By Herman Michiel and Klaus Dräger (*)
When the European Commission finally realized that something serious was going on with corona, it launched, among other things, an initiative to support short-time work schemes, as Germany did as a reaction to the 2007/9 ‘financial crisis’. Similar measures were introduced in many EU countries at national level to cope with the economic and social effects of the pandemic.
On 2 April the EU launched SURE [i]. The idea was that member states could take out cheap loans to financially support temporary short-time work schemes. After all, many companies are much beyond of their former capacity (in some sectors they even lost up to 80 percent of their former business). Without government support, so goes their tale, they would have to shed many employees towards unemployment.
Maybe you say: loans do not really support governments, who can borrow anyway, and borrowing means higher public debt. The fact is, however, that the Commission (EC), as the executive body of the EU, can borrow more cheaply than many member states. Since the financial crisis, we know that this is even true within the euro-zone, where, for example, Greece has to pay much more for a government loan than Germany.
In financial jargon one speaks of the spread, the difference compared to Germany’s interest rates for government bonds. It would be different if those member states could borrow directly from the European Central Bank (ECB), which could charge the same low rate for everyone. But the EU treaties explicitly forbid such a thing. Governments therefore have to borrow from private banks and financial institutions, which charge a ‘risk premium’ that is all the higher the more difficult a country’s economic situation is. If the European Commission now presents its SURE initiative (and other similar loans in the context of the corona recovery policy) as a shining example of European ‘solidarity’, this is only a very partial correction to a fundamentally non-solidary construction based on market discipline.
Six months to respond to an emergency situation
Another consequence of the ban on ECB lending to member states is that cumbersome, time-consuming manoeuvres have to be performed now that the EU is (for the first time, and breaking its own rules) taking out loans to pass them on to member states. The ECB can make billions available to banks in a jiffy, as happens with ‘QE’ (quantitative easing). The SURE initiative, on the other hand, officially launched on 2 April, took until the end of October, i.e. more than half a year, to pass on the first ‘solidarity-based’ loans to Italy (10 billion), Spain (6 billion) and Poland (1 billion). So the ‘support in an emergency’ comes rather late.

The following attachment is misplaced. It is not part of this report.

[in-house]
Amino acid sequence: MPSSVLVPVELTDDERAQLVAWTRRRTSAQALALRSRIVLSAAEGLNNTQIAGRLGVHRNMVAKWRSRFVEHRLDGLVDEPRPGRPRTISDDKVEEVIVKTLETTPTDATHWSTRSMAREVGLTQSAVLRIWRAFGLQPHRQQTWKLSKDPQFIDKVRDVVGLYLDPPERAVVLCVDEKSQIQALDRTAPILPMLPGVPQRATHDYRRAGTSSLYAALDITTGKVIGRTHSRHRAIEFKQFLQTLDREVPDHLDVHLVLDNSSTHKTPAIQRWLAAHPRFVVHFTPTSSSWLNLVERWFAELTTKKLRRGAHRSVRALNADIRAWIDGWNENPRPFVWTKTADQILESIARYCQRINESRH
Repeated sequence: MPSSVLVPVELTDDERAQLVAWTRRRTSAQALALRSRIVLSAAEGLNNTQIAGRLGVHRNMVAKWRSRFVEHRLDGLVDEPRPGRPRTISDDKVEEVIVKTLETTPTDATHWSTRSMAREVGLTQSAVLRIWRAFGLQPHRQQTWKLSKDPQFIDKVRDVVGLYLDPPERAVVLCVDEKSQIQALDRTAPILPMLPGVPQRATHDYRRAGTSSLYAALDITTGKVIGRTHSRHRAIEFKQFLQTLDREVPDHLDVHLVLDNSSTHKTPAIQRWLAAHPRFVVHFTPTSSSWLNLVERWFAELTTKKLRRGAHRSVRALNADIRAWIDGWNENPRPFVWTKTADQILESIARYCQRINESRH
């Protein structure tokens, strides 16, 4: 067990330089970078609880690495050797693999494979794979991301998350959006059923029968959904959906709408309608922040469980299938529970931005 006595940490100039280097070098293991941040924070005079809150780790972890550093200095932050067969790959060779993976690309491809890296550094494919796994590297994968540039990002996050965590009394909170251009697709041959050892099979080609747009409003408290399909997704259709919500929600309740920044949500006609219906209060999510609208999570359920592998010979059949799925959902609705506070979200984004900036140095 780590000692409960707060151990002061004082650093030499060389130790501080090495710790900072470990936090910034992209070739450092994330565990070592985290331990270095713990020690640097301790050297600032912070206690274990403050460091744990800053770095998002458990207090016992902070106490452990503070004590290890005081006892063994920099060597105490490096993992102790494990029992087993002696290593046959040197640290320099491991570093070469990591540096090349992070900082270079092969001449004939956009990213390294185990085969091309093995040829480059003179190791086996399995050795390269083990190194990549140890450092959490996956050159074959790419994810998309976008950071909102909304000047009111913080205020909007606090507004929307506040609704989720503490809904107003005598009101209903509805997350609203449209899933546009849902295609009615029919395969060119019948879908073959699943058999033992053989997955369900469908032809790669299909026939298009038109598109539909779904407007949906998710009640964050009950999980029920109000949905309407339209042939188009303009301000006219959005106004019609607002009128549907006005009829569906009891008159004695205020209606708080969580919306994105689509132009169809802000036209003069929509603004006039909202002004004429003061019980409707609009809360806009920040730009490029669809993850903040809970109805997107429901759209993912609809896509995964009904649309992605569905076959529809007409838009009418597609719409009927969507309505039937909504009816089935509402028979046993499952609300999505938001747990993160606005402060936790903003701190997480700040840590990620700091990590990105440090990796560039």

Why is this? In order to borrow, the Commission first had to provide a ‘guarantee’. To this end, all 27 member states had to agree to guarantee a total amount of € 25 billion, in proportion to the national income of each member state. It was only on 22 September that the Commission was able to report that this operation had been completed, although only commitments, not payments, had to be made. With this guarantee in its pocket, the Commission was then able to borrow an amount four times higher (by a so-called leveraging operation). In order to do this, a syndicate of banks had to be called upon to issue bonds, an operation that took place via Barclays, BNP Paribas, Deutsche Bank, Nomura and UniCredit. For future loans (probably one more in 2020, the next in 2021), this procedure will have to be gone through again.
Selective interests from the EU’s member states
In a sense, for EU standards, the gathering of the commitments of the 27 member states was a ‘success’. Indeed, in countries where fulminating against the ‘debt union’ is part of the identity of a number of parties, political riots may arise around it. This cape was apparently taken. On 22 September, the Commission rejoiced that “the voluntary commitment of guarantees is an important expression of solidarity in the face of an unprecedented crisis”. When, a month later, a bank consortium, for an unknown fee, sold the ‘social bonds’ in no time and under impetuous enthusiasm from investors, it once again gave rise to enthusiastic statements from the Commission. After all, this enthusiasm proves the great confidence that the markets place in the creditworthiness of the EU…
In the meantime, the Commission published an overview of the loan amounts which could possibly be requested by various countries:
It will be noted that a whole series of countries (Germany, the Netherlands, Austria, Denmark, Finland, …) are missing. There is also a good reason for this: they borrow more cheaply on the market. According to the Financial Times (19 October), the Commission lent to approximately minus 0.24% [ii]. Belgium seems to be in an intermediate position, hoping to take some advantage of a ‘European’ loan.
All in all, if we look at the SURE programme globally, there is little reason to speak of a success of ‘Europe and its values of solidarity’. First and foremost, it concerns loans, which will be paid for by the national states and therefore largely by the working population. Secondly, as already mentioned, it is at most a correction to the self-imposed ban on direct loans by the ECB to the member states. Furthermore, one cannot speak of an emergency intervention when it takes more than six months to take a limited initiative in a dramatic context. After all, this is limited in any case: €100 billion, of which only €17 billion are disbursed now, while Europe is plunged into a second corona wave. One hundred billion is ultimately less than 1% of EU GDP.
So we shall see what really will happen. Perhaps the current governments of e.g. Italy, Spain and Portugal have become more desperate because of the second corona lockdown in their respective countries and are now willing to take up the SURE loans (which they did not not touch upon before). The situation in Italy is indeed very desperate. Maybe also other poorer countries will apply for these loans (e.g. Romania). However, the European Central Bank may act as a ‘counterweight’ to ‘light Keynesian spending’.
… enthusiasm among investors?
If the EU speaks of an enormous success to gather support from financial markets for its SURE loan programme – this is true. Bonds were only offered for €17 billion, but the overwhelming demand amounted to €233 billion… The call was outstripped 13 times, and this at a negative interest rate!